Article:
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Toxicity to soil macroorganisms except arthropods

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Information requirement: Toxicity testing on invertebrates ECHA Decision No. TPE-D-21 14300033 -75-01/F.

Proposed test guideline: OECD Guideline 222 (Earthworm Reproduction Test (Eisenia fetida/Eisenia andrei))

The registrants recommended that the stability of test substance concentrations in the soil under realistic test conditions be explored as part of method development. Subsequent toxicity testing was to be carried out subject to satisfactory results from the stability studies (i.e. adequate maintenance of test concentrations for a meaningful duration, under conditions relevant to OECD TG 222). The stability test under OECD TG 222 conditions with the related substance L3 demonstrated significant loss of test item from the test system. As discussed in IUCLID Section 6.0, HMDS is more volatile and also more rapidly degradable than L3, meaning that similar or greater losses from the test system would be expected under equivalent test conditions. Additionally, in an OECD TG 216 (Soil Microorganisms: Nitrogen Transformation Test) for the effects of hexamethyldisiloxane on nitrate formation rate of soil microflora, analysis of the test substance concentrations show that test material was lost by day three of the test (see IUCLID Section 6.3.4). Based on these experimental findings, the registrants believe it is not technically feasible to proceed with the OECD TG 222 test for the registration substance on the basis that the test substance is too volatile to maintain adequate concentrations in the test system.

Stability study using the related substance octamethyltrisiloxane (L3) under OECD TG 222 conditions without test organisms:

A stability/recovery test was conducted in preparation for terrestrial ecotoxicology studies with the related substance L3. HMDS and L3 are within the siloxanes analogue group of compounds, and have high vapour pressures (5500 Pa and 530 Pa), high log Kow (5.1 and 6.6), high log Koc (3.0 and 4.3) and low water solubility (0.93 mg/l and 0.034 mg/l). In addition, the substances have a slow hydrolysis rate relative to the time-scale of ecotoxicity testing (t1/2 = 116 h and 329 h at pH 7 and 25°C, respectively). In the context of terrestrial toxicity, L3 is more likely to remain in the soil as the parent substance during the terrestrial toxicity studies. Therefore it is considered valid to read-across the results of the soil stability study with L3.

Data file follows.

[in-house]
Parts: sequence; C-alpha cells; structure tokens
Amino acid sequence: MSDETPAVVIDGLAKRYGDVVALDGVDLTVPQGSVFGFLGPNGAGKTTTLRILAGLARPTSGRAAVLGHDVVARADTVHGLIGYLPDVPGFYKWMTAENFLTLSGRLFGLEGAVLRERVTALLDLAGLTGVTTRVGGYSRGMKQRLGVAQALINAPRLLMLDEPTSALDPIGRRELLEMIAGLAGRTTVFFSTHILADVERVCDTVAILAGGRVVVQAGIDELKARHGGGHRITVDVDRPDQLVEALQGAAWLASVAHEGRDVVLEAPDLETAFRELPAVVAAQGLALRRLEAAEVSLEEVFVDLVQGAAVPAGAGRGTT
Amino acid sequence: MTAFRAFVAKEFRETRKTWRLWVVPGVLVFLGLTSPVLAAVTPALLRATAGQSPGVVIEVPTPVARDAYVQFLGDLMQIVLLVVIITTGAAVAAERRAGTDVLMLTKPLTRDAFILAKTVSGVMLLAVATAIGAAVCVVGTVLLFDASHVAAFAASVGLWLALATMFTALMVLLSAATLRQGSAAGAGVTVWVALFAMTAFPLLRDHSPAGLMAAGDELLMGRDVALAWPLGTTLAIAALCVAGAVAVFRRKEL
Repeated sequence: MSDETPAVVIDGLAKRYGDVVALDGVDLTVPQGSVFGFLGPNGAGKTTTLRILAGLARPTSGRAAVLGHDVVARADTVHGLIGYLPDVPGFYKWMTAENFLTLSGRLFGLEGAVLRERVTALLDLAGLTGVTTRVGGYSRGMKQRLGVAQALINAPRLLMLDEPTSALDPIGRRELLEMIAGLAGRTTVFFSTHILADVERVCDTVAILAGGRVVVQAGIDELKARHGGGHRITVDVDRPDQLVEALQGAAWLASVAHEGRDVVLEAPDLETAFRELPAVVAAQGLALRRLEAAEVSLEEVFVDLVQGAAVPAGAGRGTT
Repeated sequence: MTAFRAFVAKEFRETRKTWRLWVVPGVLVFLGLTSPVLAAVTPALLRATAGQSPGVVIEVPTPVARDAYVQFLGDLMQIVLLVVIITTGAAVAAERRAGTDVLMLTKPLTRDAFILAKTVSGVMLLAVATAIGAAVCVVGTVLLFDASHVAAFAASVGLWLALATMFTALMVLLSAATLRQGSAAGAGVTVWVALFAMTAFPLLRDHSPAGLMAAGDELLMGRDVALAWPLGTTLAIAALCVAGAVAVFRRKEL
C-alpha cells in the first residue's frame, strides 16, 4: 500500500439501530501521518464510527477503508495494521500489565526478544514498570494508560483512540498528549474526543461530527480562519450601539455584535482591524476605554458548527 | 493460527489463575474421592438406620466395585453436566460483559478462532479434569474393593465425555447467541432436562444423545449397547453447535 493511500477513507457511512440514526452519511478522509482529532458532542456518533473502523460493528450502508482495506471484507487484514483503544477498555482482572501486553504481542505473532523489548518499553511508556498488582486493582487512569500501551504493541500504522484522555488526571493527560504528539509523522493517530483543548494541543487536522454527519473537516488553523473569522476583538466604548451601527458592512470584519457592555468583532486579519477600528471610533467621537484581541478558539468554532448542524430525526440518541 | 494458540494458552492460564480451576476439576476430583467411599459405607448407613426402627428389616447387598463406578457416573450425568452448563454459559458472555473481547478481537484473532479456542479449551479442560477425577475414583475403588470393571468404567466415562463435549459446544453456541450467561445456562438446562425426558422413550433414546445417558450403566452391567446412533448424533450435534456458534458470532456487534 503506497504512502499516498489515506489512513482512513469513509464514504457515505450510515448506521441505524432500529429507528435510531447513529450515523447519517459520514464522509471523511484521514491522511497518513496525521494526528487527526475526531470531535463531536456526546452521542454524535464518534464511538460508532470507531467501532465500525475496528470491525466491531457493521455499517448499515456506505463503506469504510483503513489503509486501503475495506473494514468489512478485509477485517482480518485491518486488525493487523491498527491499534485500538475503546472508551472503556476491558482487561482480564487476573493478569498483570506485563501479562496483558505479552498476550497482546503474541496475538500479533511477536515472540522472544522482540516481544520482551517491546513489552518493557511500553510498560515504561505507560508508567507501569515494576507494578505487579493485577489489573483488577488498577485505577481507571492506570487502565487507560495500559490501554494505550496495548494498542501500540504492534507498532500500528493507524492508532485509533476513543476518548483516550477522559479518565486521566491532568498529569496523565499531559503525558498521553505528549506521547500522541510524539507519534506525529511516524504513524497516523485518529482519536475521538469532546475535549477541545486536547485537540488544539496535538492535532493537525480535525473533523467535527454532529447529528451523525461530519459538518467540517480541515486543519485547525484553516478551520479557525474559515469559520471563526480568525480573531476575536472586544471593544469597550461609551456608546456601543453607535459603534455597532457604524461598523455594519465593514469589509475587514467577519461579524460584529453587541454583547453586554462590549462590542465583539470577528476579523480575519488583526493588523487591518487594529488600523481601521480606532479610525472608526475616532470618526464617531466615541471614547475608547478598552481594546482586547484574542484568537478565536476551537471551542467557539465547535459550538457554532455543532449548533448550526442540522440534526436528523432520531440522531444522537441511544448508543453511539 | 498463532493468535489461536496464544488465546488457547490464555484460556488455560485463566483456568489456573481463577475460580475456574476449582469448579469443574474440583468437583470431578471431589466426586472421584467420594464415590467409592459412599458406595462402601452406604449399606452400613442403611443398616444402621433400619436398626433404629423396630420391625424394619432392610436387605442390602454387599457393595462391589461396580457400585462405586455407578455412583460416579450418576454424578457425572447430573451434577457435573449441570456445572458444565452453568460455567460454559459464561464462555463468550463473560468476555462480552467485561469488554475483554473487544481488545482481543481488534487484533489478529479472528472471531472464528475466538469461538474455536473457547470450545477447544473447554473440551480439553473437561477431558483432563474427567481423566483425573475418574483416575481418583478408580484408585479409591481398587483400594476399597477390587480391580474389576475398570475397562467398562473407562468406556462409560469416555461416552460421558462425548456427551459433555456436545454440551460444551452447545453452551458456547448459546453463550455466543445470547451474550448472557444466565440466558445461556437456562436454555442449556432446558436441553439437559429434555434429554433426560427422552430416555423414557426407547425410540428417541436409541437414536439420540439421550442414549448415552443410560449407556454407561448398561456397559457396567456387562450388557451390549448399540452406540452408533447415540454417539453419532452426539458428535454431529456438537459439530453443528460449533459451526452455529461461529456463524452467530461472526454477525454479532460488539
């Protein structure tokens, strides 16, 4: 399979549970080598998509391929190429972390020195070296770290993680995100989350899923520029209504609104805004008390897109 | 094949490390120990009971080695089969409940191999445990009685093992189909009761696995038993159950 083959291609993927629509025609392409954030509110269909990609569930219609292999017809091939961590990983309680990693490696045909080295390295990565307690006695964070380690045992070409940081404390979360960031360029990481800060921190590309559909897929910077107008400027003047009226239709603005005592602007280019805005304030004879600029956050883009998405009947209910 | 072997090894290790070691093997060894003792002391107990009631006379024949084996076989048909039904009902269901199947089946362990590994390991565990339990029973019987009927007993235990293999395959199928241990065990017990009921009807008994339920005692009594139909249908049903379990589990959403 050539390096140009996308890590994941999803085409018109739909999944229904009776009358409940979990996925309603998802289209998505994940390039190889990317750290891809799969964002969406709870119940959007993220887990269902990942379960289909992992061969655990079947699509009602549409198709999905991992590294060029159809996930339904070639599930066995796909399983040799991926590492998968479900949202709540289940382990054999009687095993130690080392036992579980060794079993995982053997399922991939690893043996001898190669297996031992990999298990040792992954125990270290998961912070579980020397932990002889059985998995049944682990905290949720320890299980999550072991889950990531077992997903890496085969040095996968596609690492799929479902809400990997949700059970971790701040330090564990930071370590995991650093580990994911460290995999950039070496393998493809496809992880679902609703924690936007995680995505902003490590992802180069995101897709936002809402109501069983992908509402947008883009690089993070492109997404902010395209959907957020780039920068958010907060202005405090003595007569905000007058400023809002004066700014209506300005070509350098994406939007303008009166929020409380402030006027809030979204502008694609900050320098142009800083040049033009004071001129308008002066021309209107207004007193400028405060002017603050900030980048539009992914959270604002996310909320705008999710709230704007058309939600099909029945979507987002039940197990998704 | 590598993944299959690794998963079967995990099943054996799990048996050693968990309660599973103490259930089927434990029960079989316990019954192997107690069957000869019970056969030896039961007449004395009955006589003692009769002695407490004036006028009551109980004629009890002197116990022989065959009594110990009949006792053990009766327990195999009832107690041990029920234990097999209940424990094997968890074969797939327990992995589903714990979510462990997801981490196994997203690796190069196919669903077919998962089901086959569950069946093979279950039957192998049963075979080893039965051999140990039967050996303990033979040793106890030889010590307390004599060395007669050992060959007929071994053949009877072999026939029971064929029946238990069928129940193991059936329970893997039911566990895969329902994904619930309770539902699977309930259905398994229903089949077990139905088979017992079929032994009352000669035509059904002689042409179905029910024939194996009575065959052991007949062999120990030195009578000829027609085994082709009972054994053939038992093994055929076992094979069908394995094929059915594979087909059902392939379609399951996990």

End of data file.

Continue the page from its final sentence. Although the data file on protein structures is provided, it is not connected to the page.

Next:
The study demonstrated a method of introducing neat 14C-octamethyltrisiloxane (14C-L3) into natural soil with subsequent mixing to distribute the test article throughout the soil uniformly. 

The second phase of the study investigated the stability of 14C-L3 in the same soil under conditions representative of those used for the OECD TG 222 Earthworm Reproduction Test. The system was partially open to allow for respiration during a planned future toxicity experiment. 

The effect of headspace on loss of test material during dosing of soil was examined. The main experiment test vessel was selected in order to minimise headspace as much as possible, while still allowing for enough tumbling to ensure homogeneity. However, even the container with the best recovery only observed an average recovery of 69.7% (or 22.9 mg/kg soil (d.w.)).

Measures were taken to avoid loss of test substance through volatilisation during the homogeneity experiment. These included:

- fitting the test vessel jar with a polytetrafluoroethylene (PTFE) lined lid and covering the threads of the jar with PTFE tape;

- spiking the soil with a calibrated gastight syringe;

- spiking with a concentration 34% above the saturation concentration, to attempt to account for test substance losses;

- taping the lid closed to avoid inadvertent opening.

The stability experiment was then carried out using the spiked soil from the homogeneity experiment, which was divided into five beakers. Each beaker had 10 mL of headspace and was covered with plastic film having five small holes (approximately 3 mm in diameter) to allow for air exchange. The plastic film was secured with rubber bands. 

By day 3 in the stability experiment, only 6.3% of the initially observed radioactivity was detected, and sampling was stopped. However, the average of the homogeneity determination was taken as the initial concentration for each beaker in the stability test. The soil was not analysed again after dividing into the beakers, therefore the potential loss from moving the test soil from the container used in the homogeneity experiment to the 5 test beakers used in the stability study, was not determined.

A single peak was observed consistent with 14C-L3, showing that the primary mechanism of loss in the initial recovery experiment was volatilisation.

The absence of degradation products in the vast majority of samples, coupled with the rapid loss of 14C activity, shows that the primary mechanism of test article loss was volatilisation of 14C-L3 from the simulated OECD TG 222 test setup.